Following appreciative murmurings and a few probing questions from the Trustees, Dame Felicity moves the agenda on to the Marketing Director’s report
Ellen Clark: Chair, thank you. We’ve had another good start to the year with income nudging just over £30M for the first quarter. This was mainly due to the major appeal, one large personal donation and the high profile our joint ‘Springwatch at the Sill’ programme generated. For each of the major marketing campaigns –Trustees will recall we run 4 per year – we have developed close partnerships with a business or other charity – in this case the Royal Horticultural Society in contrast to last time’s ‘Supermarket Sweep’. The next appeal will be the first we’ve ever done with a major Tech company based outside the UK, so that will be interesting. Membership is fast approaching 1 million and our ‘million hearts for national parks’ campaign is going well. We expect to hit the million mark at the start of National Parks Week with the ‘hearts and hands around the national parks’ involving at least 20 000 of our supporters ‘walking for the million hearts’. It’s been good having the British Heart Foundation on side for this. Our Membershp magazine goes from strength to strength and we will be entering for Magazine of the Year this year, so fingers crossed. We’ve also seen strong growth in the digital platforms too which means revenues are up year on year for our digital sales by 5%. The large membership base and digital platforms make winning good corporate support much easier. I will finish by thanking our local groups and the national parks for the support they give to our marketing activities.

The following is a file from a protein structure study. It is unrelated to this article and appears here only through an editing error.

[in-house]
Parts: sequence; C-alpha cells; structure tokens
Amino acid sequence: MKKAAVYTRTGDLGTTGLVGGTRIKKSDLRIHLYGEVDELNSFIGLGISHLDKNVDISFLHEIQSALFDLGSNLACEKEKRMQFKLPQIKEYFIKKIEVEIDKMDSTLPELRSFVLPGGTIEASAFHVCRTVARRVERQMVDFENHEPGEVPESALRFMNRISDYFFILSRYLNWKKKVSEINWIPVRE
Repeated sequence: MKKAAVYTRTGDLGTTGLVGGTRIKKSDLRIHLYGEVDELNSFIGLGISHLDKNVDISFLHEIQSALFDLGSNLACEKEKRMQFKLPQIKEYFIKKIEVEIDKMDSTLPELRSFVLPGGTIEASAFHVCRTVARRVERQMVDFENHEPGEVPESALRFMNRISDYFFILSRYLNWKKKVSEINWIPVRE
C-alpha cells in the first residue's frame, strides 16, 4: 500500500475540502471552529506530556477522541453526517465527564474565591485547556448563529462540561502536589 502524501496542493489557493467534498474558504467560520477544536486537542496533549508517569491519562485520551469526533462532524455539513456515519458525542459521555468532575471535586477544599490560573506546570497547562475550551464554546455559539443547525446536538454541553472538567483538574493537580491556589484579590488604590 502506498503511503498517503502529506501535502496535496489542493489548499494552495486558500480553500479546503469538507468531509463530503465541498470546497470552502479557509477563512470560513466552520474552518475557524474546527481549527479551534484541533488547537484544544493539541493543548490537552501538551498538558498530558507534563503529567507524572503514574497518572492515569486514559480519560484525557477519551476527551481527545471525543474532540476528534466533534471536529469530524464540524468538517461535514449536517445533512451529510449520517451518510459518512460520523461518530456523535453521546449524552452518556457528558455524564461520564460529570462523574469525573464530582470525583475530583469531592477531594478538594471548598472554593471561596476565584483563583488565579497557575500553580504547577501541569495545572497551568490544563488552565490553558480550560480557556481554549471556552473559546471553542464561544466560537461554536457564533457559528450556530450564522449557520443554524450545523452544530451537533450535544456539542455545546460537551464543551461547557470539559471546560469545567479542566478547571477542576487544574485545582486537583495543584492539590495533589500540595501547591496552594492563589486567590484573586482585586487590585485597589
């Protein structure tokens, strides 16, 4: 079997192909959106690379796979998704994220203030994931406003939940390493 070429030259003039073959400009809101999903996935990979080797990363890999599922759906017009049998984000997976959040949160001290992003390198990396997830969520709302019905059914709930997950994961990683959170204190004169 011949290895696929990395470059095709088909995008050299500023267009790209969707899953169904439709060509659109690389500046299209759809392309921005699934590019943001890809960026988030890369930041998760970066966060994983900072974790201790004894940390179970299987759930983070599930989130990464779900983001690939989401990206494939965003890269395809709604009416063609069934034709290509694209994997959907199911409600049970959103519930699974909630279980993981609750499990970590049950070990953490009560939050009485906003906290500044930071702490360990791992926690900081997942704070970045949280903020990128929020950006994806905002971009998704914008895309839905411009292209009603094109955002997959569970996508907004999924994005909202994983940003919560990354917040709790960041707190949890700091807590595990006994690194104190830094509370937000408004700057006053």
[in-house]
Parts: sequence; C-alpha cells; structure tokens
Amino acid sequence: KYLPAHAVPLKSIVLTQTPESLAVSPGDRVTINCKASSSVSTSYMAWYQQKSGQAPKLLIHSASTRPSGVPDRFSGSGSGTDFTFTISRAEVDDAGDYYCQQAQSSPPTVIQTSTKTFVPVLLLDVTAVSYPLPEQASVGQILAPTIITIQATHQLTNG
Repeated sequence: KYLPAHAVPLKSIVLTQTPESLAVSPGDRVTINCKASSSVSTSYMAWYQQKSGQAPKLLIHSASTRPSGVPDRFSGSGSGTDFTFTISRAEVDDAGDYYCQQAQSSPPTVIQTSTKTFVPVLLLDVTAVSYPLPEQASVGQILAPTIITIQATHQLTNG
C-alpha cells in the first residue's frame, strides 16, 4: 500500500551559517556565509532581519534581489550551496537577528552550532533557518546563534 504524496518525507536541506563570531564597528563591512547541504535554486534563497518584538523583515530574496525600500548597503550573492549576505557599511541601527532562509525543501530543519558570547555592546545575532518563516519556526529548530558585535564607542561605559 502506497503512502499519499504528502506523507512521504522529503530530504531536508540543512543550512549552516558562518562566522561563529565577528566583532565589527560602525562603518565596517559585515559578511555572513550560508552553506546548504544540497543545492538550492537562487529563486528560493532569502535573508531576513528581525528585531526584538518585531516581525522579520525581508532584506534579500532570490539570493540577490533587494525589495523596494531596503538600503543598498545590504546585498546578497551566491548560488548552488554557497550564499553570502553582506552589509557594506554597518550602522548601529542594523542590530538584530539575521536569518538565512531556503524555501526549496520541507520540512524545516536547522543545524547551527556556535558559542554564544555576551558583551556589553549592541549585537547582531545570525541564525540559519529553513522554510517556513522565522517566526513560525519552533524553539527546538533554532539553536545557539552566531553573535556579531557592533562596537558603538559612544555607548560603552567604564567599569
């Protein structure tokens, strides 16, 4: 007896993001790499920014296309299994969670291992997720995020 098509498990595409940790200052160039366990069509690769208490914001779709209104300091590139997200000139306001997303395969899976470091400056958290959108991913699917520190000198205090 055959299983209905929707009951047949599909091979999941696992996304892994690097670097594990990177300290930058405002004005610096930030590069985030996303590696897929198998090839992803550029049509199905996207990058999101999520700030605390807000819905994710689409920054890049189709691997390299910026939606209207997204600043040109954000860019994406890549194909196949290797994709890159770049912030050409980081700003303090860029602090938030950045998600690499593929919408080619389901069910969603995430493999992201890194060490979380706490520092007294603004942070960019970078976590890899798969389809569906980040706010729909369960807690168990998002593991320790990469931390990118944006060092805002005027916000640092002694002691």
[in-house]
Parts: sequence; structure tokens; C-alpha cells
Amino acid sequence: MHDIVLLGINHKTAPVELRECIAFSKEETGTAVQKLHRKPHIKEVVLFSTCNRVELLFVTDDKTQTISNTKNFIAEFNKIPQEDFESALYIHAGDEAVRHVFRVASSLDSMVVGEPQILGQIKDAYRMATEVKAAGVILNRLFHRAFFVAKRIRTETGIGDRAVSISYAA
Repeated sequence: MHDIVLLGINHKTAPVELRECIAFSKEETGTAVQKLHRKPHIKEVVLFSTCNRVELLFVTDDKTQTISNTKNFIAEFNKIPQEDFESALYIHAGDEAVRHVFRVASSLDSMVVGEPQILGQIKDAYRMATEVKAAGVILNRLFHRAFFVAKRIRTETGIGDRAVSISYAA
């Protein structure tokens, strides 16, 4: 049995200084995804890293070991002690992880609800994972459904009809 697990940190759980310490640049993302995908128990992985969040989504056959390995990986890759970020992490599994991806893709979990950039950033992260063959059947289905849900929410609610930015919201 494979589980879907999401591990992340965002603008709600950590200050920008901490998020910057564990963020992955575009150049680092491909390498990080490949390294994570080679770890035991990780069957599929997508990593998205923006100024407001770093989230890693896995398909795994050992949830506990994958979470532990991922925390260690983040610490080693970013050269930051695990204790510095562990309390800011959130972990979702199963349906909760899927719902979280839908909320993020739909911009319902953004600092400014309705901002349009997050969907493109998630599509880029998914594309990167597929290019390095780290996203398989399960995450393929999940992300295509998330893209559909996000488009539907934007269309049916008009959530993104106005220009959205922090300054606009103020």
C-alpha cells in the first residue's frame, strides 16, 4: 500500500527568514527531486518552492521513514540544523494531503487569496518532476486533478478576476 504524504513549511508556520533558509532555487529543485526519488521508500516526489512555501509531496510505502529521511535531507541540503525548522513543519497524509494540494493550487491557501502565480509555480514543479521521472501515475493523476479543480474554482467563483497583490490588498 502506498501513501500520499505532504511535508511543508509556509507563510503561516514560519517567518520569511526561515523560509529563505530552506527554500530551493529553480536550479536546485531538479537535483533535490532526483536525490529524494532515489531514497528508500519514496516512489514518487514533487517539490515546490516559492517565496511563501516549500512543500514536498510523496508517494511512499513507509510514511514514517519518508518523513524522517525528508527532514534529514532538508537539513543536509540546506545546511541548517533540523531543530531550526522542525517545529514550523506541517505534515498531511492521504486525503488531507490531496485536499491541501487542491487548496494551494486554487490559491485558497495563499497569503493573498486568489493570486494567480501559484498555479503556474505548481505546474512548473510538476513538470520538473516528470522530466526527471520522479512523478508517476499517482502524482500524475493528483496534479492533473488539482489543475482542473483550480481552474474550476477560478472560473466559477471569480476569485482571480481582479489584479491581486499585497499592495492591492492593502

Dame Felicity thanked Ellen Clark, prompted a discussion on ‘future marketing priorities’ to which the Trustees vigorously and enthusiastically contributed, and then closed the meeting.